I've published several articles derived from my dissertation/book manuscript, and although there are things that embarrass me a bit about all of them--especially the brash, pugnacious tone I now recognize as peculiar to the graduate student--I still consider them basically solid pieces of work.
However, there's one whose central argument I no longer fully believe in. It's still a plausible argument, I think, and even a profitably provocative one, but I'm not prepared to go to the stake for it.
The problem is, the material from that article accounts for nearly half of the chapter I'm currently revising. And it's the better half.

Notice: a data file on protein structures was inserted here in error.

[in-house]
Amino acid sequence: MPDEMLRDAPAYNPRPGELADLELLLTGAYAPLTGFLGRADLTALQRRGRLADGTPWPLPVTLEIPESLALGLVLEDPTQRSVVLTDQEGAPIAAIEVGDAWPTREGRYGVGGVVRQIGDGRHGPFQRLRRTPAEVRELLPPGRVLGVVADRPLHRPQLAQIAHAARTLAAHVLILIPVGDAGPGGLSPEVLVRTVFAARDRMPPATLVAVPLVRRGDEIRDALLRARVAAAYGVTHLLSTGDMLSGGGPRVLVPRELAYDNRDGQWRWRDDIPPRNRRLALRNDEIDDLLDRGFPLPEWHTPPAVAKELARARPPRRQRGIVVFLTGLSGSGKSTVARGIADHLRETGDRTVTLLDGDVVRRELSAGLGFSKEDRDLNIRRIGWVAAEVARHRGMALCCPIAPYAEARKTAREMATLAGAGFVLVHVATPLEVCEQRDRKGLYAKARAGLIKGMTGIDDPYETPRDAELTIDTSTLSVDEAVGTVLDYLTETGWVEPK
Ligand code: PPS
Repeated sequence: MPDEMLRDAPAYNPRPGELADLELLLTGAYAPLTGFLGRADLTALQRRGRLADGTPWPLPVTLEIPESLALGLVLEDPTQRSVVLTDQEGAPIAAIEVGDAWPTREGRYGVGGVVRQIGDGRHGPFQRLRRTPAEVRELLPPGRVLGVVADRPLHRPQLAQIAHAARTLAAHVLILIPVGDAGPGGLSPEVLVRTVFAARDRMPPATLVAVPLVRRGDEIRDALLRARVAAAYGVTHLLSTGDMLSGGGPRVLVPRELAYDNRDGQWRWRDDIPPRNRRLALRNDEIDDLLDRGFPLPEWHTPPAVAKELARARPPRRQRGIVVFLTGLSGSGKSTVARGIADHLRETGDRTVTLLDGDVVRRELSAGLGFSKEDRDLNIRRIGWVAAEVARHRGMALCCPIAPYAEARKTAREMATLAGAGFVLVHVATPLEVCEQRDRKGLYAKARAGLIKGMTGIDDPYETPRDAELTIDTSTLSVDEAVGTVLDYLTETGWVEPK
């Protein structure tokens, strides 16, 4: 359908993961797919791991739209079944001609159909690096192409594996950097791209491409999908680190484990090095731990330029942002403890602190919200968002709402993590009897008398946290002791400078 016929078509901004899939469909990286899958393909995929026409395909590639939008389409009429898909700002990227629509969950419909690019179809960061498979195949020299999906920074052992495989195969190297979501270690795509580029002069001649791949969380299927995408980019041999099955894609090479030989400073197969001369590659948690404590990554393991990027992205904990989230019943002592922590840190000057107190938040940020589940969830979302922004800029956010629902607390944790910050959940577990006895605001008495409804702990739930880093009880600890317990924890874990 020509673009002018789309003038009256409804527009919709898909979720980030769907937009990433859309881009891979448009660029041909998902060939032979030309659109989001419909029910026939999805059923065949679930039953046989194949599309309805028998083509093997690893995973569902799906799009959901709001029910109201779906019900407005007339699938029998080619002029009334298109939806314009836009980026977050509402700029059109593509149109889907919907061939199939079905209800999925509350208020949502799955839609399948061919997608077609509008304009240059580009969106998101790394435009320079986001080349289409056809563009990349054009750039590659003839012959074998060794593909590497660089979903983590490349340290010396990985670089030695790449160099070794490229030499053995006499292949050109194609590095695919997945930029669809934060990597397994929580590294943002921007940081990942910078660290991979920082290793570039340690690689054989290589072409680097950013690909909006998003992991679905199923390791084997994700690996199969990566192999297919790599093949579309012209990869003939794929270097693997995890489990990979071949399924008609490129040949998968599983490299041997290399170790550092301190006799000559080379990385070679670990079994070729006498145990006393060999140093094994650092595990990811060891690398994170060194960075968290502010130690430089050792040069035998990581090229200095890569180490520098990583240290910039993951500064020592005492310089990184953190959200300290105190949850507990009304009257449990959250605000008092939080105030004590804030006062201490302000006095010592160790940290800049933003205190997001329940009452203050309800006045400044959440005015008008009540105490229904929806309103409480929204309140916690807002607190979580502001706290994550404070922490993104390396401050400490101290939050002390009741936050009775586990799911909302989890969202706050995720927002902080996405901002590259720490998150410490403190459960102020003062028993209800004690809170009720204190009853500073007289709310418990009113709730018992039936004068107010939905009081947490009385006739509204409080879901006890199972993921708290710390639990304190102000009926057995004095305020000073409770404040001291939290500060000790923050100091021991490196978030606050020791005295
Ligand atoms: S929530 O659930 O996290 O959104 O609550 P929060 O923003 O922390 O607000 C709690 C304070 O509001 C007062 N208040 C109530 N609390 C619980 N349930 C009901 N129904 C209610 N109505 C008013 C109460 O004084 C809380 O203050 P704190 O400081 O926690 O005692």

I think that the way I'm reframing both the chapter and the book will allow me to moderate and rephrase that particular claim while still retaining nearly all my sub-arguments and local readings, but I'm torn between wanting essentially to keep the damn argument--I wouldn't write that tendentiously now, but I kinda enjoy the confidence behind it--and fearing it will weaken the entire chapter. I'm also not sure what my ethical obligations are: if one changes an argument radically between one published work and another, does one need to acknowlege that fact in the text? In a footnote? Anywhere at all?
I'm sure such losses of faith or changes of heart must be relatively common, especially over the course of a long career working on the same or similar texts and topics. If you've ever had a loss of faith in your earlier claims and have contemplated publicly revising them, what have you done?